On the 18th of November, Hardsecure organized and held the first virtual Round Table. In a relaxed and informal conversation, we gathered decision-makers and technicians at the table to talk about Ransomware. For 45 minutes, we heard different points of view and interactions during the debate.
The conversation, moderated by David Oliveira, was attended by Lennig Pedron, Trust Valley Executive Director at EPFL Innovation Park, Victor Gamra, CEO at FortifyData, Jochen Link, cybersecurity consultant at Sonarlock, and Pedro Lobo, Incident Response & Forensic Analyst at Hardsecure.
The topics covered were: To the question “How does a ransomware attack occur?”, Pedro Lobo from Hardsecure explained that a Ransomware attack occurs through file encryption. The public key can encrypt the files, but only the private key can decrypt them.
Victor Gamra alerted us to the importance of identifying potential security gaps and flaws through tools such as those provided by FortifyData. By identifying the weaknesses, which a hacker could exploit, you will be taking preventive measures for your organization’s security.
According to Lennig Pedron, the bad guys (criminal hackers) are very organized and share information. The good guys (ethical hackers) don’t do that. To combat the criminals, we need to share our knowledge and experience.
Jochen Link mentioned that it is very important to define procedures, where we start by defining how we can protect our data and then we create an emergency plan, which includes the risks and measures that may reduce the impact of the attack on the organization.
Faced with the question "Should you pay the Ransomware or not?" all guests defend that we should not do it, because by paying the ransom we are supporting the criminal practice. To combat this practice, it is illegal to pay for ransomware in some countries, such as the USA and Germany. Furthermore, by saying they are putting themselves on the “client list” of criminal hackers because they are showing that they pay. When they pay the ransom, they may be attacked again in the next 6 months or 1 year, which has a financial impact on the organization and wears down the technical teams.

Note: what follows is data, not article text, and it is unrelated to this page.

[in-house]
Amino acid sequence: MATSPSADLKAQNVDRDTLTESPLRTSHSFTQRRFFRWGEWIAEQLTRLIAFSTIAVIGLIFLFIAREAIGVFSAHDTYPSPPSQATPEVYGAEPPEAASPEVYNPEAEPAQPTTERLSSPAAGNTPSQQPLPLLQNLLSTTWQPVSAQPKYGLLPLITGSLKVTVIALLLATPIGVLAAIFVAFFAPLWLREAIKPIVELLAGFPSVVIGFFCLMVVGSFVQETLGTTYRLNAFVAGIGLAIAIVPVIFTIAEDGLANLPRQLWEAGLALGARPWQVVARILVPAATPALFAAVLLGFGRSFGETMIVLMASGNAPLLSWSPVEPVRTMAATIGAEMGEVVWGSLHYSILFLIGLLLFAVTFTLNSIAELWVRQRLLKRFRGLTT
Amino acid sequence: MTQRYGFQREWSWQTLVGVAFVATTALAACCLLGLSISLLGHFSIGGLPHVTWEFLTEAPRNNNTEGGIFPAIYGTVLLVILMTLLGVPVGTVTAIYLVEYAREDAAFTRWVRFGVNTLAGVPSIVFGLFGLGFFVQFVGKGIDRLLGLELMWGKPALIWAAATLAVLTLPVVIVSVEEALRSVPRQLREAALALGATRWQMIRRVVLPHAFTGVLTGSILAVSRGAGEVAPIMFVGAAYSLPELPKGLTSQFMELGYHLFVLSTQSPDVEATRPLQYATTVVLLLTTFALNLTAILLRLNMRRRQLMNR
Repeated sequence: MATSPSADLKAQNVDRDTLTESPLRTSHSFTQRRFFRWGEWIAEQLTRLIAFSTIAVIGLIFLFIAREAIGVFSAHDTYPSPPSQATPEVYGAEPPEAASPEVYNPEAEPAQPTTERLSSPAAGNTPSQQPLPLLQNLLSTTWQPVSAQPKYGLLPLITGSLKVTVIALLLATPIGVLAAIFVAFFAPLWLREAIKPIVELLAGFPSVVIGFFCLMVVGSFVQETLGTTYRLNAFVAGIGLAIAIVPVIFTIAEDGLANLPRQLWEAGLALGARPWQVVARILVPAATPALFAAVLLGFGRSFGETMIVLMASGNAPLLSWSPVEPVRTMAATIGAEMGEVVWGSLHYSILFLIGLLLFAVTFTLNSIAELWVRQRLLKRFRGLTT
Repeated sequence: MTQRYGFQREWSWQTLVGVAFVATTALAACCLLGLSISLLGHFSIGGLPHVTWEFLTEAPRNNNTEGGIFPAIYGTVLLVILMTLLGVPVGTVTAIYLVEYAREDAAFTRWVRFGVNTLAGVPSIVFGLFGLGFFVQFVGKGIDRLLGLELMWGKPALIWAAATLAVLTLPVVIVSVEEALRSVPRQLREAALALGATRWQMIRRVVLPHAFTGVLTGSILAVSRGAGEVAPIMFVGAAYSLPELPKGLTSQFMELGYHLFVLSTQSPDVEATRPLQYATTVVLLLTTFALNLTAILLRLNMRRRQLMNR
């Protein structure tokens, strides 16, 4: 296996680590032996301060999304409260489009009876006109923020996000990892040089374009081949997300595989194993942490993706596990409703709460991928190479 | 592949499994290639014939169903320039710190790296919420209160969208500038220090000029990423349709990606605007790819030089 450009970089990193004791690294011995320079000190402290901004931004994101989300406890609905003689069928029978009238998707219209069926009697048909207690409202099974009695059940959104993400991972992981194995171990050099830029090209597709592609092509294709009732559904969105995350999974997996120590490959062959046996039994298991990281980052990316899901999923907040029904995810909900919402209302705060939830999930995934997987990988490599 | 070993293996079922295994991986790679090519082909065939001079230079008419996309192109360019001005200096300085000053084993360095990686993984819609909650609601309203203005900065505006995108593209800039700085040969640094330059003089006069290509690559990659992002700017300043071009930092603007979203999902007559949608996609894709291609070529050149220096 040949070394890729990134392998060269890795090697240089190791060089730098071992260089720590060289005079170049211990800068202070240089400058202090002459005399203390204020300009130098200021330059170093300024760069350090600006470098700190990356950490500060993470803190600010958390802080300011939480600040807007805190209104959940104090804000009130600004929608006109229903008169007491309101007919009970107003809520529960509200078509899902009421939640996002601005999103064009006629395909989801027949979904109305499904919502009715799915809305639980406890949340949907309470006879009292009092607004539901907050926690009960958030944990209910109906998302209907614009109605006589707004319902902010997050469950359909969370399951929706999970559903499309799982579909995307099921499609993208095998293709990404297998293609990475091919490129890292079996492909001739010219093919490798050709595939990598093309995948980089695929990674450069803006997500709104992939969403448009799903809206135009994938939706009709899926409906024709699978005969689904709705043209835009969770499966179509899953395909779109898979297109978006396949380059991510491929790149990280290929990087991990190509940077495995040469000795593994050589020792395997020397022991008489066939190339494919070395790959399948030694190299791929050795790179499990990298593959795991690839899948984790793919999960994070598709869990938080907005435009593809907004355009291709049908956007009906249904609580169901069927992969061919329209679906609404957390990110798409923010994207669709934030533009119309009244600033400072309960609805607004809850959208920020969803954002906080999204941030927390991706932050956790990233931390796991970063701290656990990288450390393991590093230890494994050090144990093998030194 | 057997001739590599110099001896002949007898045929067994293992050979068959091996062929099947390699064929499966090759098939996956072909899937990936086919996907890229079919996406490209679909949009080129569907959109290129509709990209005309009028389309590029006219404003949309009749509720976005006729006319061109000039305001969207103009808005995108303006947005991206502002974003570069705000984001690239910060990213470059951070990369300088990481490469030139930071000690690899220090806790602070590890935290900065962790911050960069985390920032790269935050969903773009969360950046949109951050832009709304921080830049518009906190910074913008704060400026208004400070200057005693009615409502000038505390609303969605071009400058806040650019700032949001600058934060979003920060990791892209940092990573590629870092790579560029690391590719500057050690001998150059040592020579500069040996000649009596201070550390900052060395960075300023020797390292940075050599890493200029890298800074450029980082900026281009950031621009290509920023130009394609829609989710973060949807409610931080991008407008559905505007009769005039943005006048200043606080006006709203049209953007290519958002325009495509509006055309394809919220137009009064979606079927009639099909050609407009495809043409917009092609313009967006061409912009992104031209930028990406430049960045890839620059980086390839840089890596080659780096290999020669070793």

During the Round Table, some questions were asked to the public, such as "Which is the most common ransomware attack vector?" with most of the public responding to Email Phishing (84.62%). Faced with the question “What do you think is the most effective control to prevent ransomware attacks?” the audience was divided between “Critical data backups” (30.77%), “Continuous Risk Assessments” (30.77%), and “Privileged access management” (23.08%). At the end of the session when asking the audience “Should you pay for Ransomware?” 61.54% defends “in some cases” and 38.46% defends “No always”.
In short, the most important thing is to prevent and be proactive in monitoring your organization's cybersecurity. Investing in cybersecurity through services such as Incident Response and Pentest services will always be more affordable compared to paying for Ransomware and the impact that its consequences could have on your organization.
With a panel of international speakers, the event had participants from approximately 15 countries, whose profiles belong in the technology and cybersecurity areas, occupying leading positions.
The next Round Table will take place in January 2022 and will be about “Artificial Intelligence in Cybersecurity”.
View the "Round Table: Should you pay the Ransomware or not?" recording here: